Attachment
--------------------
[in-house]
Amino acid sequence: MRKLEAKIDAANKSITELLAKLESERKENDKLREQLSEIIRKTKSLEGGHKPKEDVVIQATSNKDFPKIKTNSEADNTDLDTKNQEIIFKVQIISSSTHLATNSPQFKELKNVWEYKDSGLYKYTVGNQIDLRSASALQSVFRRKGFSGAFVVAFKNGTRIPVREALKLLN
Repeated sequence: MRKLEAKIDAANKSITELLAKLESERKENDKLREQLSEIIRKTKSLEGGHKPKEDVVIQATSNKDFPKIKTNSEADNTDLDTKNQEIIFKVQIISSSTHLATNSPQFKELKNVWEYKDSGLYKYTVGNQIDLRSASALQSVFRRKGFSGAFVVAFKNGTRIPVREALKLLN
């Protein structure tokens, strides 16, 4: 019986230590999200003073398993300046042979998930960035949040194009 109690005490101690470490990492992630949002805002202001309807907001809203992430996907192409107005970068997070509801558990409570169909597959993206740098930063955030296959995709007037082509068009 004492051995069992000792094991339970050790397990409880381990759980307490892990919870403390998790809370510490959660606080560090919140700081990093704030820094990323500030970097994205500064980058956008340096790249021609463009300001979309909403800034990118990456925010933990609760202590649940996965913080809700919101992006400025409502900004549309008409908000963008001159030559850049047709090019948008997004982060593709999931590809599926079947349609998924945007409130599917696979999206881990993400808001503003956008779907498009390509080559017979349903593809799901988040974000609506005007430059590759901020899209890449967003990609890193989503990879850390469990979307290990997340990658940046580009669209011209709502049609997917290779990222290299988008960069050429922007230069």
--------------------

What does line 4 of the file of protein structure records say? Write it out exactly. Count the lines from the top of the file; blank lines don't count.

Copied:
């Protein structure tokens, strides 16, 4: 019986230590999200003073398993300046042979998930960035949040194009 109690005490101690470490990492992630949002805002202001309807907001809203992430996907192409107005970068997070509801558990409570169909597959993206740098930063955030296959995709007037082509068009 004492051995069992000792094991339970050790397990409880381990759980307490892990919870403390998790809370510490959660606080560090919140700081990093704030820094990323500030970097994205500064980058956008340096790249021609463009300001979309909403800034990118990456925010933990609760202590649940996965913080809700919101992006400025409502900004549309008409908000963008001159030559850049047709090019948008997004982060593709999931590809599926079947349609998924945007409130599917696979999206881990993400808001503003956008779907498009390509080559017979349903593809799901988040974000609506005007430059590759901020899209890449967003990609890193989503990879850390469990979307290990997340990658940046580009669209011209709502049609997917290779990222290299988008960069050429922007230069």